Finally, it may be better to consider the advantages and drawbacks of a particular condition when, and if, a trial court has determined that a breach of the expressed condition has taken place and has assessed the impact of the breach on the child involved.

The trial court gave sufficient reasons for the division made of the modest property of the parties.

Since error has not been demonstrated, we affirm.


LEVINE, Justice, dissenting.

I agree that in custody disputes the "choice between parents is rarely easy for `neither the trial court nor this court have the wisdom of Solomon.'" However, for this court to exercise whatever wisdom it may possess, it needs adequate factual findings by the trial court to determine whether the custody decision is clearly erroneous. Hust v. Hust, 295 N.W.2d 316 (N.D.1980); DeForest v. DeForest, 228 N.W.2d 919 (N.D.1975). Adequate articulation of the trial court's findings provides the rationale for its decision and is essential for intelligent judicial review. Minot Daily News v. Holum, 380 N.W.2d 347 (N.D.1986).

In both its oral opinion and written findings, the trial court explained that it considered both Nancy and Greg equally fit to have custody of their children, but that the individual needs of each child would be best fulfilled by splitting custody. This, however, was the extent of the trial court's "rationale" for splitting custody. For me, it raises more questions than answers, and, in effect, begs the child custody question.

Because splitting custody of young children is problematic, See generally Annot., 98 A.L.R.2d 926, I believe that when it is ordered, the trial court's findings and conclusions should explicitly, and in a particularized fashion, explain and justify why splitting custody is in the children's best interests. Cf. Hust v. Hust, supra. While I acknowledge that awarding custody of children is the most difficult of judicial decisions, and have no doubt of the trial court's sincere effort to promote the children's welfare, under these circumstances, its findings of fact are simply insufficient to support its decision. I would not, therefore, affirm the trial court judgment.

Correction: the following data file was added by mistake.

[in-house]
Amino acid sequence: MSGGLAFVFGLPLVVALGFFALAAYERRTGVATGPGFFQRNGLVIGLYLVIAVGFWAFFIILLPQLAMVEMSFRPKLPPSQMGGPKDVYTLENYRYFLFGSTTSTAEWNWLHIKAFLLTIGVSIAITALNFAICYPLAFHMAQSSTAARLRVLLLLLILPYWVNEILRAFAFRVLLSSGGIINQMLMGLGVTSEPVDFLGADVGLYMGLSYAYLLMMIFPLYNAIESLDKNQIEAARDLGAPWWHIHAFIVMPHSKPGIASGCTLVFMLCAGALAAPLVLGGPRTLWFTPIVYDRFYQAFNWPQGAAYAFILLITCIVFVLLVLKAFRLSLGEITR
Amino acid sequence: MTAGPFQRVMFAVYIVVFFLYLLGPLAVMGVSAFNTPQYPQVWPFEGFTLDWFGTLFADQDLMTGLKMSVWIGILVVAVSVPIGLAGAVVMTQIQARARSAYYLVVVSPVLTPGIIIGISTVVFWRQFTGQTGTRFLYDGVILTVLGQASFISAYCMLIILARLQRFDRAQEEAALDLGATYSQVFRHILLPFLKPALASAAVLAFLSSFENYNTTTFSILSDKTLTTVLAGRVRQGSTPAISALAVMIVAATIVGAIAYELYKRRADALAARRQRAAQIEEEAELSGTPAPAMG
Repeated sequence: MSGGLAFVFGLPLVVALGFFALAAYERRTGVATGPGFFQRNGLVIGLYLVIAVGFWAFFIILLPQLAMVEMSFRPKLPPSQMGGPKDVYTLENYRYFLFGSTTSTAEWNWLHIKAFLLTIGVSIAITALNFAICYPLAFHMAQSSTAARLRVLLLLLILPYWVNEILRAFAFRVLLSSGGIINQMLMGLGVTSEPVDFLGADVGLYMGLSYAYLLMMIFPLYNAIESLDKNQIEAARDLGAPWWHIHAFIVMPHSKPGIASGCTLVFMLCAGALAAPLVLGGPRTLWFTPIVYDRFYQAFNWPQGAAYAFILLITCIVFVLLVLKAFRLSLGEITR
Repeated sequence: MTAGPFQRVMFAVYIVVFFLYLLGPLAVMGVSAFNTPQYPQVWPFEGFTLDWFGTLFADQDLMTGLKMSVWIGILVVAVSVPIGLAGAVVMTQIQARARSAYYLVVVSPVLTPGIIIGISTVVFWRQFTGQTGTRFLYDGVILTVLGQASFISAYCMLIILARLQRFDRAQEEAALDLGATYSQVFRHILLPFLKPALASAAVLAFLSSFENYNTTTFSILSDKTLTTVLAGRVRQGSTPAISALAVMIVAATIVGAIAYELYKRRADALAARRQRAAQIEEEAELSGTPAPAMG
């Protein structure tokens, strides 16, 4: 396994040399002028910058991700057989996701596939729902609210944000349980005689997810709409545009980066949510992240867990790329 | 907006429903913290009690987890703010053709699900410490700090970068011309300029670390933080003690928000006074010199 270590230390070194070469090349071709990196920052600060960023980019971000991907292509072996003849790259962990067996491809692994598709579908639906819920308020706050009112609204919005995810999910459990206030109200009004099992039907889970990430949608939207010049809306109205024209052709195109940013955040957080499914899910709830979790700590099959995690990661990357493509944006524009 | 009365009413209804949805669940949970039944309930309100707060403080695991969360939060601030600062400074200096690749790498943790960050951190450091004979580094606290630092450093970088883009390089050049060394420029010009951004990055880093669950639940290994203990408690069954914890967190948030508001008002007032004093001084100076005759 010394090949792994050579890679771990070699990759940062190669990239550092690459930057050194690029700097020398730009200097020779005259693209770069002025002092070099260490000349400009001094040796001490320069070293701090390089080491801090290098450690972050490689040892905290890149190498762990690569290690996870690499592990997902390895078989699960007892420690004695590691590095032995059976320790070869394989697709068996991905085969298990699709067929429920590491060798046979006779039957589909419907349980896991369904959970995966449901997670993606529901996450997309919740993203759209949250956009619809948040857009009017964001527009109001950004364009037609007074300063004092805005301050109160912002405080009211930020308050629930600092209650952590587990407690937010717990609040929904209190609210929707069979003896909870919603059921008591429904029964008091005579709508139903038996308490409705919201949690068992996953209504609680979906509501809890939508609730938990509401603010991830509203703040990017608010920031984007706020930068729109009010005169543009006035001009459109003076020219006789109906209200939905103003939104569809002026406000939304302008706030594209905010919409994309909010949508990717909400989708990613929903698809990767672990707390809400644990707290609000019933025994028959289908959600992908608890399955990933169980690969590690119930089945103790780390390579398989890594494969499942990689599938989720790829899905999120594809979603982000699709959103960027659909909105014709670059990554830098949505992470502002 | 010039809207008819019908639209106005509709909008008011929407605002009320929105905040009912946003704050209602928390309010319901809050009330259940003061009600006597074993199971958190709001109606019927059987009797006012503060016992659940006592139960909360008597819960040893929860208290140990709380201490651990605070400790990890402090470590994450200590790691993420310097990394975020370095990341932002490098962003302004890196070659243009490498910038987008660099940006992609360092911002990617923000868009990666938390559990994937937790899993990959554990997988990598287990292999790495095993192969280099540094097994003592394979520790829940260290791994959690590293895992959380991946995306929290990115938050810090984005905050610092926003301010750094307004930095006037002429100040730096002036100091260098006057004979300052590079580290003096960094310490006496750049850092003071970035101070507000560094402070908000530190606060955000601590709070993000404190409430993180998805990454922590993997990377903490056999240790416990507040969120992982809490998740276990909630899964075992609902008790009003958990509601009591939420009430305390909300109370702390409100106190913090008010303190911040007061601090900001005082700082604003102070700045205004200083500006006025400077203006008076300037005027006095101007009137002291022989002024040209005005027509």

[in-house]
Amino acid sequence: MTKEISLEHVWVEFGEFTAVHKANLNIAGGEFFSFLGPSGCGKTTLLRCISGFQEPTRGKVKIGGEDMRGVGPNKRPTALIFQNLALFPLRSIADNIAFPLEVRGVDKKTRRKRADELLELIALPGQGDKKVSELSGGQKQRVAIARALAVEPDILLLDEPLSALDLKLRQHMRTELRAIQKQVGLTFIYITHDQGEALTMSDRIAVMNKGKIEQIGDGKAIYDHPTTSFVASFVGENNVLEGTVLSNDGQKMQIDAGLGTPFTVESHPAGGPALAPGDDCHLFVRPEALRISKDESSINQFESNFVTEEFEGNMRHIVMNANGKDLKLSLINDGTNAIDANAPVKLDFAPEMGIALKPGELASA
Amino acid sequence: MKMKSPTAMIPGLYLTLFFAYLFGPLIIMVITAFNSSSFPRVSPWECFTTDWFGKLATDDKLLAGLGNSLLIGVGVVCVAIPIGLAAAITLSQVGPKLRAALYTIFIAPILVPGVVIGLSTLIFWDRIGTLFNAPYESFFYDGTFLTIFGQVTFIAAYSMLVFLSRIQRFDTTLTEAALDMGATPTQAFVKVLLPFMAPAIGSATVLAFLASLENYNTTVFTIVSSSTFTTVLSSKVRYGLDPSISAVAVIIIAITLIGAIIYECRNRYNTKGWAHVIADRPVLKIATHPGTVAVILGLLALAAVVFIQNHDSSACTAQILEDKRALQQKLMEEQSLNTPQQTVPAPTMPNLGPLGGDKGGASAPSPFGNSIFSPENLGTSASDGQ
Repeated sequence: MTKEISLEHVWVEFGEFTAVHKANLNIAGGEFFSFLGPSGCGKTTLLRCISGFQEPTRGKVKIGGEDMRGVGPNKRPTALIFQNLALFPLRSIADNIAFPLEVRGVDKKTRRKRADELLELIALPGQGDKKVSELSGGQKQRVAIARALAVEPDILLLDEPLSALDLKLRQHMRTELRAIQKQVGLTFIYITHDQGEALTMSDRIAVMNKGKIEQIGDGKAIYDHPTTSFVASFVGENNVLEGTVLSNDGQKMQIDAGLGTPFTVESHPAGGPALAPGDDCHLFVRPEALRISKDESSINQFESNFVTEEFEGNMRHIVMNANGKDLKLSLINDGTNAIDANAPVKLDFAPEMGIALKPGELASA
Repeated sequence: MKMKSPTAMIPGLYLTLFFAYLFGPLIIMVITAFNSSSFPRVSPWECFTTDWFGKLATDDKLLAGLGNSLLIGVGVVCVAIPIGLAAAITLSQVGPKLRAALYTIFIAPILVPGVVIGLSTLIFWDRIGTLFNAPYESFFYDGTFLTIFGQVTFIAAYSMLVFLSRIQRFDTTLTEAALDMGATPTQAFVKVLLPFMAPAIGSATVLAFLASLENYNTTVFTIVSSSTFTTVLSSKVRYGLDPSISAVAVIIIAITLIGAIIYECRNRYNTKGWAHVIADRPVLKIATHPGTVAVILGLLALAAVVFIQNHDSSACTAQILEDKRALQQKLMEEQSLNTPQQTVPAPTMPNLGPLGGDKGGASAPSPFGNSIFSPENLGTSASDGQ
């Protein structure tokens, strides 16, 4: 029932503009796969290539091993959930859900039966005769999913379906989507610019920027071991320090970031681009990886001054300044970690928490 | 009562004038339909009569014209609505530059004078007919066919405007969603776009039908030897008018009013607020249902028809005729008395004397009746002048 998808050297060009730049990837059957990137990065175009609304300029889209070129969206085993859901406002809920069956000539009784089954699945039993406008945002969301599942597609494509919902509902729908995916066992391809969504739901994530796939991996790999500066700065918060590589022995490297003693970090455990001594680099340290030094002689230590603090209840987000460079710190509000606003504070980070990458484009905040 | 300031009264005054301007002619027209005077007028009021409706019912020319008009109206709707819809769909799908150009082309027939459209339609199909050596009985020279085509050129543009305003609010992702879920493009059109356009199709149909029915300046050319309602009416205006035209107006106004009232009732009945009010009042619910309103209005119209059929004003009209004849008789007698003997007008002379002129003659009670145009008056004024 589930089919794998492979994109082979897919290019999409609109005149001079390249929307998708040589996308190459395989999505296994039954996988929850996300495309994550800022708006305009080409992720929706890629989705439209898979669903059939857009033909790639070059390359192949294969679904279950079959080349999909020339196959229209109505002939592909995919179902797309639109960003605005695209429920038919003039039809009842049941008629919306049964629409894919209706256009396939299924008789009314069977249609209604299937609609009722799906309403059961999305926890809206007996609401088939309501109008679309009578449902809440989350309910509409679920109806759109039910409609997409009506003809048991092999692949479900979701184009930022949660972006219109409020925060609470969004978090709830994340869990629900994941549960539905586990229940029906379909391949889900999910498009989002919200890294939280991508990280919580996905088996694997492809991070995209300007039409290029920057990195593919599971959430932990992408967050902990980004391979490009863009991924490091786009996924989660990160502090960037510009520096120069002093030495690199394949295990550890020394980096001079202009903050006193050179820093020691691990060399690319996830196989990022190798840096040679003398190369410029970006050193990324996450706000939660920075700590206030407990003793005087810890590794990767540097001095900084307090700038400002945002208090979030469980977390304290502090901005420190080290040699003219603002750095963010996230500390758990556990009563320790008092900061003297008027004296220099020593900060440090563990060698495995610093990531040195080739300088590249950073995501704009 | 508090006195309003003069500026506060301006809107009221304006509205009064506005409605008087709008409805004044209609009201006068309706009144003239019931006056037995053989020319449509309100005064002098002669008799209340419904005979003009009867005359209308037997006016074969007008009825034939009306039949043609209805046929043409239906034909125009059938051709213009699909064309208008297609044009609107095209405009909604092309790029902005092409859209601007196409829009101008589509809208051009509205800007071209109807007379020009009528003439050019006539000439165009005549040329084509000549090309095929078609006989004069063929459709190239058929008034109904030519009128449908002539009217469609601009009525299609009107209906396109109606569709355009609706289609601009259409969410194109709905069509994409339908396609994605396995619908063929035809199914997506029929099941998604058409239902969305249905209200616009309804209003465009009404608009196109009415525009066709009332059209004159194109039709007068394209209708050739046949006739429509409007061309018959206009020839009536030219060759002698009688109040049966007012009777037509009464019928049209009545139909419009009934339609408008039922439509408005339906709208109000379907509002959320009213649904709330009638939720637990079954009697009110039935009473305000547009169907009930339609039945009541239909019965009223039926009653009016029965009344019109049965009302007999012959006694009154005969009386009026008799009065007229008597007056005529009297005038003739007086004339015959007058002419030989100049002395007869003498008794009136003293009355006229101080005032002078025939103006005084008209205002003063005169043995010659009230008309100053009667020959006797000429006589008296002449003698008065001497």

Instead, I believe we should adopt the rule that when equally fit parents seek custody of children too young to express a preference, and one parent has been the primary caretaker of the children,[1] custody *625 should be awarded to the primary caretaker. See Pikula v. Pikula, 374 N.W.2d 705 (Minn.1985); Garska v. McCoy, 278 S.E.2d 357 (W.Va.1981); see also In Re Maxwell, 8 Ohio App.3d 302, 456 N.E.2d 1218 (1982); Van Dyke v. Van Dyke, 48 Or.App. 965, 618 P.2d 465 (1980); Com. Ex. Rel. Jordon v. Jordon, 302 Pa.Super. 421, 448 A.2d 1113 (1982); see generally Chambers, Rethinking the Substantive Rules for Custody Disputes in Divorce, 83 Mich.L. Rev. 477 (1984). I believe that the benefits of the primary caretaker rule far outweigh any baggage.

First, it will generally be in the child's best interest to be in the primary caretaker's custody. The intimate interaction of the primary caretaker with the child creates a vital bonding between parent and child. See Pikula, supra; see generally Chambers, supra; Klaff, The Tender Years Doctrine: A Defense, 70 Cal.L.Rev. 335, 344-347 (1982). Preserving this bond is in the child's best interest and thus argues strongly in favor of awarding custody to the primary caretaker. Pikula, supra.

Second, continuity of care with the primary caretaker is the most objective, and perhaps the only predictor of a child's welfare about which there is agreement and which can be competently evaluated by judges. See Pikula, supra; see generally Mnookin, Child-Custody Adjudication: Judicial Functions in the Face of Indeterminacy, 39 Law & Contemp.Probs., Summer 1975, at 226. Adopting the primary caretaker rule will inject a measure of needed certainty into custody disputes. Pikula, supra; Garska v. McCoy, supra.